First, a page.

After the 1917 Bolshevik Revolution, Russian Armenia joined Azerbaijan and Georgia to form the anti-Bolshevik Transcaucasian Federation, which, however, was dissolved in 1918. That same year the Treaty of Brest-Litovsk between Soviet Russia and Germany made Russian Armenia an independent republic under German auspices. It was superseded by the Treaty of Sèvres (see Sèvres, Treaty of; 1920), which created an independent Greater Armenia, comprising both the Turkish and the Soviet Russian parts.
In the same year, however, the Communists gained control of Russian Armenia and proclaimed it a Soviet republic. In 1921 a Russo-Turkish Treaty established those countries' common boundary, thus ending Armenian independence. From 1922 to 1936, Armenia was combined with Azerbaijan and Georgia to form the Transcaucasian Soviet Federated Socialist Republic, after which it became a separate constituent republic of the USSR. Until the late 20th cent. its fortunes remained tied to those of the Soviet Union.
A devastating earthquake struck Armenia in 1988, killing thousands of people and destroying most of the republic's infrastructure. Armenia had been relatively stable as a republic of the Soviet Union, but the dissolution of the USSR allowed nationalism and historical conflicts to rekindle. In mid-1988, fighting broke out between ethnic Armenians and Azeris in the Armenian-dominated Nagorno-Karabakh region of neighboring Azerbaijan, leading to Armenian demands that Azerbaijan cede the region to Armenia. Armenia declared itself independent of the USSR in Aug., 1991, and Levon Ter-Petrossian was elected as first president of the republic. Armenia then joined the Commonwealth of Independent States; since the breakup of the USSR, Armenia has had close relations with Russia.
Conflict over Nagorno-Karabakh led to war between Armenia and Azerbaijan in 1992, with heavy casualties. A blockade of Armenia by Azerbaijan, the country through which most of Armenia's supply routes run, caused economic hardship. By early 1994, Armenian forces had gained control of the enclave and adjoining Azerbaijani territory to the region's south and west. A cease-fire negotiated with Russian mediation in May, 1994, was generally observed by both sides in subsequent decades, but border clashes, sometimes intense, occurred at times. Attempts to resolve the Nagorno-Karabakh situation proved difficult, and Armenia's economy was hurt by Turkish and Azerbaijaini blockades, making the nation somewhat dependent on Russia.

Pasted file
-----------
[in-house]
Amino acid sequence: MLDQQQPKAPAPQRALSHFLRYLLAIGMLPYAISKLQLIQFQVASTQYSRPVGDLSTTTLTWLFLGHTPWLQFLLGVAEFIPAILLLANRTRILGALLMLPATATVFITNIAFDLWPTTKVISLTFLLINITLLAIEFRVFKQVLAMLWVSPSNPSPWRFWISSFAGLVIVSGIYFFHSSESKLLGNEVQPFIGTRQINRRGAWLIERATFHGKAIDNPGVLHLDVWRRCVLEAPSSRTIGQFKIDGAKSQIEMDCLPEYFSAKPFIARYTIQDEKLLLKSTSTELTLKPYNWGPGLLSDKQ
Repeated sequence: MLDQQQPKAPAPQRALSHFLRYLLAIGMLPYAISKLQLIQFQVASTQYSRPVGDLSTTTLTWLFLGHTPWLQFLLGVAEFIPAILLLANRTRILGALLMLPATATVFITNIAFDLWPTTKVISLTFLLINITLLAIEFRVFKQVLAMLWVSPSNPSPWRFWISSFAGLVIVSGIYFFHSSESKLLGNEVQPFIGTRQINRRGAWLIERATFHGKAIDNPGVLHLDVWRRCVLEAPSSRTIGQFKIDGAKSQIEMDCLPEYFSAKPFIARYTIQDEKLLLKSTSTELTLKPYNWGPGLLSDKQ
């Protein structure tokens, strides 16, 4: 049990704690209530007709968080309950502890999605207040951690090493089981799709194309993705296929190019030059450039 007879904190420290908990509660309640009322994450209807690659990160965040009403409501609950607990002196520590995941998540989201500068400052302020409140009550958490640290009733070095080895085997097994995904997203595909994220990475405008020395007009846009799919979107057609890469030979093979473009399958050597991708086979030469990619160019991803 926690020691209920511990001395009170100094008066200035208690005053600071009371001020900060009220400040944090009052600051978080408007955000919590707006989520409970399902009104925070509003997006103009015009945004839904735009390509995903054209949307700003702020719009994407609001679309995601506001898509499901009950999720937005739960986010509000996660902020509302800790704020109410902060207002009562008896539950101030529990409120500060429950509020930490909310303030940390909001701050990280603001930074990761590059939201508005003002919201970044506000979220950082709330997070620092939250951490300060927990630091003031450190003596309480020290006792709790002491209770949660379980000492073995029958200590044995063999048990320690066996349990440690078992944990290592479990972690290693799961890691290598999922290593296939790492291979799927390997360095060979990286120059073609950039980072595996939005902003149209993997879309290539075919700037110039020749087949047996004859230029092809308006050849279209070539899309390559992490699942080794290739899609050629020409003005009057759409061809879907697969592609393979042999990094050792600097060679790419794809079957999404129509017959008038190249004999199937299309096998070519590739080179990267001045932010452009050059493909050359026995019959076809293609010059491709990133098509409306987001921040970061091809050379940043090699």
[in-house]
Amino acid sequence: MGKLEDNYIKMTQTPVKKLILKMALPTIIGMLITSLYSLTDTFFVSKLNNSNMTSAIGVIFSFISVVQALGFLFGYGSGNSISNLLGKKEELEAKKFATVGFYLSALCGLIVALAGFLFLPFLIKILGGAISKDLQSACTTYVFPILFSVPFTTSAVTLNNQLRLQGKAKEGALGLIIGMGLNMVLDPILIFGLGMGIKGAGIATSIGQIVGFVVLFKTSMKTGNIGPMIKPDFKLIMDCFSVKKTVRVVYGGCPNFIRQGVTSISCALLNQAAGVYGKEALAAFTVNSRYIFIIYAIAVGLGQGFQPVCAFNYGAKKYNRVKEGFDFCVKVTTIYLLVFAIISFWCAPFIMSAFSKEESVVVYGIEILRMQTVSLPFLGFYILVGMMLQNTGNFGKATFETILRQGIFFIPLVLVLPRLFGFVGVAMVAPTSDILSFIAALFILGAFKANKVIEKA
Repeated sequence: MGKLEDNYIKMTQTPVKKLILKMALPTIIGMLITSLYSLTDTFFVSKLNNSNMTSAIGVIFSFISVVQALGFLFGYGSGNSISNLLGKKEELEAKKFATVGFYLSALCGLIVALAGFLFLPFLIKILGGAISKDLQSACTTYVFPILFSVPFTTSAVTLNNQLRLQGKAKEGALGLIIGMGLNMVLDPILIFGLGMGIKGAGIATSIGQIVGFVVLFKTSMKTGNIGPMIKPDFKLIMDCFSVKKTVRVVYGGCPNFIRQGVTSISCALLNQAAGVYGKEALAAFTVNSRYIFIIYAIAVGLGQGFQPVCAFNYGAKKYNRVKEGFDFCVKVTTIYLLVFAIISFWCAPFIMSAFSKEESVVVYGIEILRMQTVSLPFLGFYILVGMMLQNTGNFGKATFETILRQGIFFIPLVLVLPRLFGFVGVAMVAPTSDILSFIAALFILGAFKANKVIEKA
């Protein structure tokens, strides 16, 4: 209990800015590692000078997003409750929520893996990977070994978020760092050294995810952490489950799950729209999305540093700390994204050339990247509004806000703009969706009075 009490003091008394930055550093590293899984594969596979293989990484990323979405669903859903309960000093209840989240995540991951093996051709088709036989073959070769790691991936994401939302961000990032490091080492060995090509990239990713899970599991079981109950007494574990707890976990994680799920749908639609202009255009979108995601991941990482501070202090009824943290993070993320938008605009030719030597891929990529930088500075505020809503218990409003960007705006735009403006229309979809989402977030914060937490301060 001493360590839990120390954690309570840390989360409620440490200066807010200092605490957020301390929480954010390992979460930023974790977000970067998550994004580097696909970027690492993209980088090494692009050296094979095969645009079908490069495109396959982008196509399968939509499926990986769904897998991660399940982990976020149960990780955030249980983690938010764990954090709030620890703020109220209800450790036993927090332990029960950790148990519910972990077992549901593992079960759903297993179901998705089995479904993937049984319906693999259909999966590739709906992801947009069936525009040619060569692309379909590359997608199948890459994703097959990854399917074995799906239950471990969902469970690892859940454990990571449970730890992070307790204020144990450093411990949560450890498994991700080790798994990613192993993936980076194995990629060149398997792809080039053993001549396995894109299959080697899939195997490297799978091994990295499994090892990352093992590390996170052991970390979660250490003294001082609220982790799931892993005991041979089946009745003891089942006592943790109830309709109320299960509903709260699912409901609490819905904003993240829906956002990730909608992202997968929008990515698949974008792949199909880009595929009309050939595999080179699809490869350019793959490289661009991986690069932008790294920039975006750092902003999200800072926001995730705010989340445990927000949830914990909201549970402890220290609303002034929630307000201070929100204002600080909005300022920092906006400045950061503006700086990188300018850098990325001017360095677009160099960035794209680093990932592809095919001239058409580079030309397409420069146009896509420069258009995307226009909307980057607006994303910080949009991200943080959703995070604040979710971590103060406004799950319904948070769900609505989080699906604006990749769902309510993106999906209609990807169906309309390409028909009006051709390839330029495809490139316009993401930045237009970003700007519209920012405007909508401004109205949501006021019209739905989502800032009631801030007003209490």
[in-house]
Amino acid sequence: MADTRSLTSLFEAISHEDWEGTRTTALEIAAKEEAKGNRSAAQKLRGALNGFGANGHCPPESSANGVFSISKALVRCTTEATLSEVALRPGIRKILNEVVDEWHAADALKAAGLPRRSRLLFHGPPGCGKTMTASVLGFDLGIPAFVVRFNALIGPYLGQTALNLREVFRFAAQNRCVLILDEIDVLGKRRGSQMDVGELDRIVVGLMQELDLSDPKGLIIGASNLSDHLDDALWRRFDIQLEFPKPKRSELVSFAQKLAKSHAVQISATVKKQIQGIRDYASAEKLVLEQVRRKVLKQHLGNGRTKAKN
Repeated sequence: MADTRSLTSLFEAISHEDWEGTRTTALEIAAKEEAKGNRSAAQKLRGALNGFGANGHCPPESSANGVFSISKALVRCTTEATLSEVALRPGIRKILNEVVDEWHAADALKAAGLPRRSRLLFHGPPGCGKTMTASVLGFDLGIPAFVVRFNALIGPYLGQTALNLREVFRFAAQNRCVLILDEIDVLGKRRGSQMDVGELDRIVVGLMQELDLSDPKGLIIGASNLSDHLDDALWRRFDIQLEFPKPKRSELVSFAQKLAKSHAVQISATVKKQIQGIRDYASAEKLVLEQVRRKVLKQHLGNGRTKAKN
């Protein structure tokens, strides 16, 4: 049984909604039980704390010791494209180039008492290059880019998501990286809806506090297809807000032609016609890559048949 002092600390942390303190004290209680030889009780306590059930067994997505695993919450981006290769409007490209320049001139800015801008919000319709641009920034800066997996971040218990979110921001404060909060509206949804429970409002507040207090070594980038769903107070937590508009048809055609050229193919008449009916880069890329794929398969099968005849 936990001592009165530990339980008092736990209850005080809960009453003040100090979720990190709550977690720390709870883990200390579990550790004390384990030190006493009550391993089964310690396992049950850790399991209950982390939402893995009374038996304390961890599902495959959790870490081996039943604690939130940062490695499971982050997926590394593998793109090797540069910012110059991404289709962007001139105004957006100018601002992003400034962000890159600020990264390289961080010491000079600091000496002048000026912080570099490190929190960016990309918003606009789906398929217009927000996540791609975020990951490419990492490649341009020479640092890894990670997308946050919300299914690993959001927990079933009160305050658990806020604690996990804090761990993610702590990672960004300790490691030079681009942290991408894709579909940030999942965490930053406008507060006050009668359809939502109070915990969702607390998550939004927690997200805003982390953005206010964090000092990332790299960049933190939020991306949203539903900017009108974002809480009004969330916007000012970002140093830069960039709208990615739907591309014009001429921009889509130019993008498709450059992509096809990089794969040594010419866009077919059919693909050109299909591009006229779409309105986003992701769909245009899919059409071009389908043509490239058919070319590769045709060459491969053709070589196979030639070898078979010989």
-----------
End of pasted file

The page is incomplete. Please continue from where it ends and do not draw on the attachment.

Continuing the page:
In 1995 voters approved a new constitution that strengthened the president's powers; that year Armenia signed an agreement with Russia that granted Russia a 25-year lease on the military base at Kumayri. Ter-Petrossian was reelected in 1996 but resigned in 1998, and Robert Kocharian was elected president. In Oct., 1999, terrorists stormed the parliament in an apparent coup attempt, killing the prime minister and other officials before being apprehended.
Kocharian was reelected in Mar., 2003, after a runoff election that foreign election observers said was marked by widespread fraud. Inspired by the demonstrations in Georgia that led to a change in government there, Armenian opposition leaders called for united protests against Kocharian in Apr., 2004. Accusing the opposition of attempting to destabilize the country, the government responded with arrests and legal actions against them, as well as the use of thugs to break up opposition rallies. Large demonstrations (April–June) failed, however, to martial sufficient pressure against the president. Opposition parties continued to boycott parliament, albeit on a selective basis after Sept., 2005. A referendum in Nov., 2005, that was boycotted by the opposition approved constitutional amendments that diminished the president's powers and expanded civil rights, but European observers and the opposition both questioned the reported results, saying there was ballot fraud.
A prosecutor-general's investigation of government privatizations in 2001–4 criticized many for involving noncompetitive, arbitrary sales that cost the country revenue, but despite the release of the report in Apr., 2006, the practice continued. Tensions between Georgia and Russia in 2006 adversely affected some Armenian businesses when Russia closed its transport links with Georgia, which are also used for Armenian trade with Russia. Parliamentary elections in May, 2007, resulted in a majority for the parties aligned with the president; a three-party legislative coalition was established the following month. Despite opposition claims of electoral fraud, European observers called the balloting as an improvement over the 2003 elections.
In the Feb., 2008, presidential election, Prime Minister Serzh Sargsyan defeated former president Ter-Petrossian, but Ter-Petrossian denounced the result as rigged. European observers initially said that the elections generally followed democratic standards, but a second assessment three weeks later documented significant failings in the election. The election led to opposition protests in the capital, deadly clashes between security forces and demonstrators on Mar. 1–2, arrests of Ter-Petrossian supporters, and a three-week state of emergency in March.